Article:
Goal: Horse nose targets the larger end of the target stick from 5 feet away, 2 cues (the stick is one cue)
This tool is useful for adding distance to a hand target. This skill will allow you to cue him to target objects further away than your arm can reach, can be used while on his back, get him moving in a specific direction from behind, teach him to turn his head and body around and many other uses, trailering a fearful horse etc. Think of it as an extension of your arm for hand targeting.
What Kind of Stick?
First, make a target stick. It needs to be made of a lightweight material, ideally telescopes for further reach, and has a surface on one end that is too large for him to bite. An old light-weight handle (such as from a Swiffer or Vileda product) with a 2 cup or larger rounded plastic container duct-taped on the end works well. An extendable golf ball retriever works very well too. Once your horse understands how to use at target stick, you can try the end of a whip that has some tape on the tip as a target (as long as he is not afraid of the whip and you teach him not to bite it).
Start by holding the stick near the container and place it just to one side and in front of your horse where he can see it. If he has been taught ‘food zen’ or ‘hand targeting’, he will be curious and will probably approach it to sniff. When he does, c/t just as he is about to touch it and remove it out of sight and reach (behind you back may work if the stick is not too long). Present the stick to him until he is consistently touching it with his nose.
He Tries to Mouth or Bite It!
If he tries to grab for the object at any time with his lips or tires to bite it, remove it out of reach (behind your back), wait a few seconds and try again. If he continues to grab for it, place the target part towards him but at a slight angle from above his head or from below. When he reaches for it, be ready to c/t just as he grazes it with his nose so he doesn’t have a chance to grab for it. Practice this several times until he seems to understand that a touch, not a grab, of the object is what you are looking for. Test this by bringing it into his reach. If he still grabs for it, you need to continue practicing just the glancing nose touch.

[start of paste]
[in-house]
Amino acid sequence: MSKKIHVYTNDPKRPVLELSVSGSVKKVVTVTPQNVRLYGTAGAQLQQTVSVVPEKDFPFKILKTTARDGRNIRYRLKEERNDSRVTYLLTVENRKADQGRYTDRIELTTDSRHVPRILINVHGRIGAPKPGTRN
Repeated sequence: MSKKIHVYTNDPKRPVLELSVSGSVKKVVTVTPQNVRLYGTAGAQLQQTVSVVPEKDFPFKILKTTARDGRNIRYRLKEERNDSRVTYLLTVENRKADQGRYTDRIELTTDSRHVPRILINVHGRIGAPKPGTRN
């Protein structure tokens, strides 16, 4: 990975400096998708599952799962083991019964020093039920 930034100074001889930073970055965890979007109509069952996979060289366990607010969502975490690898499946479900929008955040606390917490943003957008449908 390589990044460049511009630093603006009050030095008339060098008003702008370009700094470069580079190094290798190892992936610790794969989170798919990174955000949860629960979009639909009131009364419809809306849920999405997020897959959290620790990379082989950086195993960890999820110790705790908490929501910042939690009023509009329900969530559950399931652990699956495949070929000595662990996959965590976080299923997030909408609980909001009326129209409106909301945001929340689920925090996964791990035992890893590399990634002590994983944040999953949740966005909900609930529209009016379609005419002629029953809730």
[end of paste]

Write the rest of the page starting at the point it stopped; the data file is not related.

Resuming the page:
Video from cwagner87's channel on youtube.com
Generalizing the Behavior
When he is consistently touching it with just his nose, Start moving it around. A little to the right, a little to the left. A little upwards and a little downwards. Increase the distance as long as he is successful.
Now, move your hand back on the handle of the stick a few inches from the target end. Practice the above again.
Keep moving back a few more inches at a time until you are holding it at least 3 feet from the end and your horse is consistently targeting the object on the end, not the stick itself. Train your way until you are holding the other end of the target stick if it’s longer than 3 feet.
At this point, your horse should be reaching for the end of the target stick when you present it to him, while you hold the other end.
He Noses the Stick Shaft, Not the End!
Start with a shorter hold on the stick (only exposing a nose width of the stick and the target on the end). C/t for him choosing to nose target the end only. Move your hand away from the end 3 more inches and try again. Only move your hand back if he is touching only the tip at least 8/10 times. If he is trying to touch the stick itself, keep shortening the distance to where he can be successful and work at that for awhile. Try adding a little more length again and see if he gets it.
Let’s Get Him Moving
Now you can start to get him moving with the stick. Stand with your back to the open part of his yard or stand and walk parallel to the fence. This will allow you to safely back up without getting penned or cornered by your horse.
Place the target end of the stick just out of easy touch range and to the side of his nose. If he attempts to nose touch it and shifts his weight towards it, c/t. Now ask for a leg movement towards the stick. Then a small step. Then a normal step. Then 1.5 steps, then 2, 3, 4, 5, 6, etc. Stop at each click to reward, then step backwards, making sure you have room to move behind you. Again, start back in front of his nose and ask him to move towards it on the other side. Ask him to reach up above his head and down to the ground. A useful tool here is to ‘work the clock’ as you did for the cone target.
Next, start by placing the end of the stick just off to one side and slightly behind his ears. Move it a little further each time towards his shoulder. Soon, he will be turning his head around and touching his shoulder. This is helpful skill to train for neck stretches and also for treat delivery when you are in the saddle.
Next, can you shape him to walk in a tight circle while following the target stick?
How about a figure 8 around some barrels?
Video from cheerioTrainer's channel on youtube.com
What other things can you do with this on the ground?
While in saddle?